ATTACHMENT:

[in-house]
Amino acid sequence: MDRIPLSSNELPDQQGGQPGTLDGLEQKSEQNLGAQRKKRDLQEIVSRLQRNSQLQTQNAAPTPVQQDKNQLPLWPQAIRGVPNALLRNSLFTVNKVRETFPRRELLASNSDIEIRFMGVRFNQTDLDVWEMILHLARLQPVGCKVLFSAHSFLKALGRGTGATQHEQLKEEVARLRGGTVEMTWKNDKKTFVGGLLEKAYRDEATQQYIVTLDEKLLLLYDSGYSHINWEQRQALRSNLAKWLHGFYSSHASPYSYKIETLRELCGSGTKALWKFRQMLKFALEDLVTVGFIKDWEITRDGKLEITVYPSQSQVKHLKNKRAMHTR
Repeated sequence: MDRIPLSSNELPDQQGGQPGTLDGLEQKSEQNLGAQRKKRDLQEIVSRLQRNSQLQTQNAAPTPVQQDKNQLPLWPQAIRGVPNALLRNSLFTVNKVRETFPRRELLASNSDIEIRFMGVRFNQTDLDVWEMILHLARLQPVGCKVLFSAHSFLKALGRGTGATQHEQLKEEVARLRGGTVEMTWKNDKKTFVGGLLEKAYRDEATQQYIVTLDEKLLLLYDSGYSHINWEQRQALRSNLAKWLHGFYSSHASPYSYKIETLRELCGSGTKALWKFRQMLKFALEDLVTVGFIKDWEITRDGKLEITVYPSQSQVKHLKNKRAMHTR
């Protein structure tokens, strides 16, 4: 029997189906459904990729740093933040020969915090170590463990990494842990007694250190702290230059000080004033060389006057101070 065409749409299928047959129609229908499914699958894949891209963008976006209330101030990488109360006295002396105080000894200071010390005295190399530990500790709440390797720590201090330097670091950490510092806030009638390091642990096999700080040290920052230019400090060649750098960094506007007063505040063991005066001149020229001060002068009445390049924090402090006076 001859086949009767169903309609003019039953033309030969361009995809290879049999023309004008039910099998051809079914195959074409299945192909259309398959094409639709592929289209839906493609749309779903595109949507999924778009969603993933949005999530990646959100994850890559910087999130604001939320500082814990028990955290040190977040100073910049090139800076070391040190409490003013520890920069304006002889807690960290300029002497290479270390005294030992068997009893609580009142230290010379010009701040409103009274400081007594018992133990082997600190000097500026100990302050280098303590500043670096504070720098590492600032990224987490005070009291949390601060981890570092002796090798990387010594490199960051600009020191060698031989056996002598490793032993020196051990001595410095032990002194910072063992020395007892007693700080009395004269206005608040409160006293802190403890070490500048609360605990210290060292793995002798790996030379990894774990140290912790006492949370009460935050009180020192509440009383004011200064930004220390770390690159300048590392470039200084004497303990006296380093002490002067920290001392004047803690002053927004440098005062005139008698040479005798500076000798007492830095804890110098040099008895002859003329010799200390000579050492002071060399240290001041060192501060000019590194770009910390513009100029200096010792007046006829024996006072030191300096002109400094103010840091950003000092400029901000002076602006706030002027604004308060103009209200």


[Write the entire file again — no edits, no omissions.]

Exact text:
[in-house]
Amino acid sequence: MDRIPLSSNELPDQQGGQPGTLDGLEQKSEQNLGAQRKKRDLQEIVSRLQRNSQLQTQNAAPTPVQQDKNQLPLWPQAIRGVPNALLRNSLFTVNKVRETFPRRELLASNSDIEIRFMGVRFNQTDLDVWEMILHLARLQPVGCKVLFSAHSFLKALGRGTGATQHEQLKEEVARLRGGTVEMTWKNDKKTFVGGLLEKAYRDEATQQYIVTLDEKLLLLYDSGYSHINWEQRQALRSNLAKWLHGFYSSHASPYSYKIETLRELCGSGTKALWKFRQMLKFALEDLVTVGFIKDWEITRDGKLEITVYPSQSQVKHLKNKRAMHTR
Repeated sequence: MDRIPLSSNELPDQQGGQPGTLDGLEQKSEQNLGAQRKKRDLQEIVSRLQRNSQLQTQNAAPTPVQQDKNQLPLWPQAIRGVPNALLRNSLFTVNKVRETFPRRELLASNSDIEIRFMGVRFNQTDLDVWEMILHLARLQPVGCKVLFSAHSFLKALGRGTGATQHEQLKEEVARLRGGTVEMTWKNDKKTFVGGLLEKAYRDEATQQYIVTLDEKLLLLYDSGYSHINWEQRQALRSNLAKWLHGFYSSHASPYSYKIETLRELCGSGTKALWKFRQMLKFALEDLVTVGFIKDWEITRDGKLEITVYPSQSQVKHLKNKRAMHTR
């Protein structure tokens, strides 16, 4: 029997189906459904990729740093933040020969915090170590463990990494842990007694250190702290230059000080004033060389006057101070 065409749409299928047959129609229908499914699958894949891209963008976006209330101030990488109360006295002396105080000894200071010390005295190399530990500790709440390797720590201090330097670091950490510092806030009638390091642990096999700080040290920052230019400090060649750098960094506007007063505040063991005066001149020229001060002068009445390049924090402090006076 001859086949009767169903309609003019039953033309030969361009995809290879049999023309004008039910099998051809079914195959074409299945192909259309398959094409639709592929289209839906493609749309779903595109949507999924778009969603993933949005999530990646959100994850890559910087999130604001939320500082814990028990955290040190977040100073910049090139800076070391040190409490003013520890920069304006002889807690960290300029002497290479270390005294030992068997009893609580009142230290010379010009701040409103009274400081007594018992133990082997600190000097500026100990302050280098303590500043670096504070720098590492600032990224987490005070009291949390601060981890570092002796090798990387010594490199960051600009020191060698031989056996002598490793032993020196051990001595410095032990002194910072063992020395007892007693700080009395004269206005608040409160006293802190403890070490500048609360605990210290060292793995002798790996030379990894774990140290912790006492949370009460935050009180020192509440009383004011200064930004220390770390690159300048590392470039200084004497303990006296380093002490002067920290001392004047803690002053927004440098005062005139008698040479005798500076000798007492830095804890110098040099008895002859003329010799200390000579050492002071060399240290001041060192501060000019590194770009910390513009100029200096010792007046006829024996006072030191300096002109400094103010840091950003000092400029901000002076602006706030002027604004308060103009209200």